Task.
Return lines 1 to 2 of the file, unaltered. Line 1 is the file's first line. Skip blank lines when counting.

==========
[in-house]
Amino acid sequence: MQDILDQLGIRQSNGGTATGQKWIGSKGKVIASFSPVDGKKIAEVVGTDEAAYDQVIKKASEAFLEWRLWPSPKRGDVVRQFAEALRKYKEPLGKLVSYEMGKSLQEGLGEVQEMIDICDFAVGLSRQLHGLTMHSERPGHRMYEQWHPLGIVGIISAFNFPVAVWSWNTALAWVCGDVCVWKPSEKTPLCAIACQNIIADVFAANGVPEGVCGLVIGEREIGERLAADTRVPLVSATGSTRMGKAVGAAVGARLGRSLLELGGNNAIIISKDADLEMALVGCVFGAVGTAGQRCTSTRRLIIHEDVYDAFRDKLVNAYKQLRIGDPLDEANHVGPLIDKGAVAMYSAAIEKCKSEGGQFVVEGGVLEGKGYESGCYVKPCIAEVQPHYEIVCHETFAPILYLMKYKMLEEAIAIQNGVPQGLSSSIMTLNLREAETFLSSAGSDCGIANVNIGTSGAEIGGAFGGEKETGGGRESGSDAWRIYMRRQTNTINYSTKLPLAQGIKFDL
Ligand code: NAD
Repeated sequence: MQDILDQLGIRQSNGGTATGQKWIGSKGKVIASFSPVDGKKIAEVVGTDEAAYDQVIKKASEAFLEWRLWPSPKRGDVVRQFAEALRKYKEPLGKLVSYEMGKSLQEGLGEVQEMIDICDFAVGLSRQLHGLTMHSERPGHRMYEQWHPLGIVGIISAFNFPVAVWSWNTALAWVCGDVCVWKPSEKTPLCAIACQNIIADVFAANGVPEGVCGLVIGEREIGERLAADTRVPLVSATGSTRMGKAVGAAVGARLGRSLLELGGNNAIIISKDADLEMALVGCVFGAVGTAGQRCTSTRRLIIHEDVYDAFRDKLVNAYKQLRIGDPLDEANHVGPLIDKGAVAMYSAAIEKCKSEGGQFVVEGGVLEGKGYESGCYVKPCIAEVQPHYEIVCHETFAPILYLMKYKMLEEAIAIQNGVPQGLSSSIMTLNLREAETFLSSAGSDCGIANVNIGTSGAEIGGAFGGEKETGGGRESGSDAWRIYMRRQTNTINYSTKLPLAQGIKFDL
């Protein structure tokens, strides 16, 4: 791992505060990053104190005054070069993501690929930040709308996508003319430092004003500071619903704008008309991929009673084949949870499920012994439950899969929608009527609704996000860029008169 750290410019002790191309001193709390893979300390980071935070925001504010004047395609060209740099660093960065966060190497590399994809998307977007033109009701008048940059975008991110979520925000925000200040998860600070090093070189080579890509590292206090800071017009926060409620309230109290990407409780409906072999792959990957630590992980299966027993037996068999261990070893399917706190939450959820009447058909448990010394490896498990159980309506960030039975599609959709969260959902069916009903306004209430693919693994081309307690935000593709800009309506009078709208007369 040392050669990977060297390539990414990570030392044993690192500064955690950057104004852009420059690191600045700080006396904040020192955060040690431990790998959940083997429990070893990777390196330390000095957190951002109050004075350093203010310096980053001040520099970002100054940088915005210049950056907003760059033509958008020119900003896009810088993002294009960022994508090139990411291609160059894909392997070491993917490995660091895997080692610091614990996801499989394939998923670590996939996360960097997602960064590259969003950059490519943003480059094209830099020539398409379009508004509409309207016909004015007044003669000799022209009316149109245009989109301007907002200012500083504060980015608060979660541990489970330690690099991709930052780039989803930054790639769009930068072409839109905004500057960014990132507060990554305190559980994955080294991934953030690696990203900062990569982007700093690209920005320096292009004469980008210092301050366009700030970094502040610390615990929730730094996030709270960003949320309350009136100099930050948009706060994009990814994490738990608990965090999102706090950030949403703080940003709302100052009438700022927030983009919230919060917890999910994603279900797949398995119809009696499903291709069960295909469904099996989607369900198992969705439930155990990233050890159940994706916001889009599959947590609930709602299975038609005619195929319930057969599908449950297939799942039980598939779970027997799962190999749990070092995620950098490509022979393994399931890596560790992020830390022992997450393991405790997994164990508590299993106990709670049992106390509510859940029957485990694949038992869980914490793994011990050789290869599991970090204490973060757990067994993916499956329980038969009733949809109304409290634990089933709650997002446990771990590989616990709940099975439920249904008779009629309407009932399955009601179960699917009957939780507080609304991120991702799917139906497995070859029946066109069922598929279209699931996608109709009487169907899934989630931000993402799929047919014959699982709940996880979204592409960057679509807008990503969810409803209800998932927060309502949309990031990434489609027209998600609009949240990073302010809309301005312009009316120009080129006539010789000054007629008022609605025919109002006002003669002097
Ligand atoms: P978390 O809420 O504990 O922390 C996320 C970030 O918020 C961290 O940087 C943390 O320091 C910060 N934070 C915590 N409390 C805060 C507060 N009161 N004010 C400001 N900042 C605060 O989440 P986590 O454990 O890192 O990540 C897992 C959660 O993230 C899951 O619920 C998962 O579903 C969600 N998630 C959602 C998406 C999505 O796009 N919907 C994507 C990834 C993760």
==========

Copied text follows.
[in-house]
Amino acid sequence: MQDILDQLGIRQSNGGTATGQKWIGSKGKVIASFSPVDGKKIAEVVGTDEAAYDQVIKKASEAFLEWRLWPSPKRGDVVRQFAEALRKYKEPLGKLVSYEMGKSLQEGLGEVQEMIDICDFAVGLSRQLHGLTMHSERPGHRMYEQWHPLGIVGIISAFNFPVAVWSWNTALAWVCGDVCVWKPSEKTPLCAIACQNIIADVFAANGVPEGVCGLVIGEREIGERLAADTRVPLVSATGSTRMGKAVGAAVGARLGRSLLELGGNNAIIISKDADLEMALVGCVFGAVGTAGQRCTSTRRLIIHEDVYDAFRDKLVNAYKQLRIGDPLDEANHVGPLIDKGAVAMYSAAIEKCKSEGGQFVVEGGVLEGKGYESGCYVKPCIAEVQPHYEIVCHETFAPILYLMKYKMLEEAIAIQNGVPQGLSSSIMTLNLREAETFLSSAGSDCGIANVNIGTSGAEIGGAFGGEKETGGGRESGSDAWRIYMRRQTNTINYSTKLPLAQGIKFDL